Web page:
This may seem counterproductive at first but after thinking through it you may realize how impactful it may be on the gratitude you may have in your life. It makes sense why this might be the case as well. It is the times in our lives in which we may have felt stuck or in crisis that we have to look back at some of the positives in our lives. If we were in between jobs we may be grateful for the people who let us stay with them for a time. If we struggled financially we may be grateful for the strong work ethic is helped us create or the way we now handle and budget our money. If we had a health scare at a young age we may be grateful for how it helped to create a wakeup call for the lifestyle changes we made. We often look back at hard times in our lives in a negative way and not wanting to be there again, and for the most part that is probably true. However, if we don’t look back at those hard times we lose a great opportunity to be grateful for all we have now and what we were able to learn from that time in our life.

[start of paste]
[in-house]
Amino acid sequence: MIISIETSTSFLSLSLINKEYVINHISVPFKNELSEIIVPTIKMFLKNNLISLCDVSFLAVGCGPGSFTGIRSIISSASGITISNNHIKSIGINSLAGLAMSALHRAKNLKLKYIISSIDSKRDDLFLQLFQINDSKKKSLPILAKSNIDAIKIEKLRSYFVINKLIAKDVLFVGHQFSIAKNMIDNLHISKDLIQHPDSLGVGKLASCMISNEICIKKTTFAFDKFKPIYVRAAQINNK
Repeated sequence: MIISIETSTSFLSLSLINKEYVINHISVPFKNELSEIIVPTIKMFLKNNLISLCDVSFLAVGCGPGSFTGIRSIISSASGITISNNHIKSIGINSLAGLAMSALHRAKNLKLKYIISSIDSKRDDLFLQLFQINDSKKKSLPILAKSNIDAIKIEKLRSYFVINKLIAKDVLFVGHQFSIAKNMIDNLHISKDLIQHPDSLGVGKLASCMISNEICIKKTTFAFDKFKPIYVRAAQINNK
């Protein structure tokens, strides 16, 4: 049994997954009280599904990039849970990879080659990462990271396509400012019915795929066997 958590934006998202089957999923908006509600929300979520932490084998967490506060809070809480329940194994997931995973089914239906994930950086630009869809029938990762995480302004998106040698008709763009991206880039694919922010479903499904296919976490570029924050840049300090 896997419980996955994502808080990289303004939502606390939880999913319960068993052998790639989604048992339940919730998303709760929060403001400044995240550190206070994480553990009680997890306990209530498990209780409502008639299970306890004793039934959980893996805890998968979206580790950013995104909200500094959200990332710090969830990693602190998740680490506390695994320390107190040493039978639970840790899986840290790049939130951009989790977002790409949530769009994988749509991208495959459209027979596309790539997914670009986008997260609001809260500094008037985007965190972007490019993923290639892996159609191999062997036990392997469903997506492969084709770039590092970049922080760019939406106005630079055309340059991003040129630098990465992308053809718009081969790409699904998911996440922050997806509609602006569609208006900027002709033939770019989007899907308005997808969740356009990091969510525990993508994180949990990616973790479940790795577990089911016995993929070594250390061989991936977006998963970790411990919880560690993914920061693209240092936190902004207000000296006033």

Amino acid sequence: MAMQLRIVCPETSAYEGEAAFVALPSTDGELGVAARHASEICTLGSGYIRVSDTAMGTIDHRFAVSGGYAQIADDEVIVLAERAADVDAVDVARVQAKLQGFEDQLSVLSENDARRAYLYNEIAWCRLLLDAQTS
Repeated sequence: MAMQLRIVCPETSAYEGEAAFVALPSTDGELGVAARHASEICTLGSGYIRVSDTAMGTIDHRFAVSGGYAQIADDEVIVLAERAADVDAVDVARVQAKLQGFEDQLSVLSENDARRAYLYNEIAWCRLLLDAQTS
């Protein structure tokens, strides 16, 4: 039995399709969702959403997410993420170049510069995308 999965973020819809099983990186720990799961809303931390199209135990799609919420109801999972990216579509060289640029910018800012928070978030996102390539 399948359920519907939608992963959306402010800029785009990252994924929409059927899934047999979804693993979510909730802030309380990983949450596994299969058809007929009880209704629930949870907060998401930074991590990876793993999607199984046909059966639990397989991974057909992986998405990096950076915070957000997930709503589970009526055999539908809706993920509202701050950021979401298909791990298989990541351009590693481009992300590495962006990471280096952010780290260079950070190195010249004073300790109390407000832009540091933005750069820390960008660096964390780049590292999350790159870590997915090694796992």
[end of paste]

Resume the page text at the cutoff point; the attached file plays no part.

I hope that this time of the year your are able to slow down and find some things that you can be grateful for in your life. Yes today is Gratitude Day and I think it is great to have a day like today to slow down and to remember to be grateful. However, being grateful should be something that you find ways to incorporate into your life on a daily basis. It can be a simple activity that can have huge impacts on your overall mental and physical health and lower your levels of anxiety, stress, and depression. It is worth the time your put into it! Being grateful and in a better mood not only impacts you but also the world around you which is a great start to some of the little changes that make larger differences in the world and society. It is worth the time your put into it!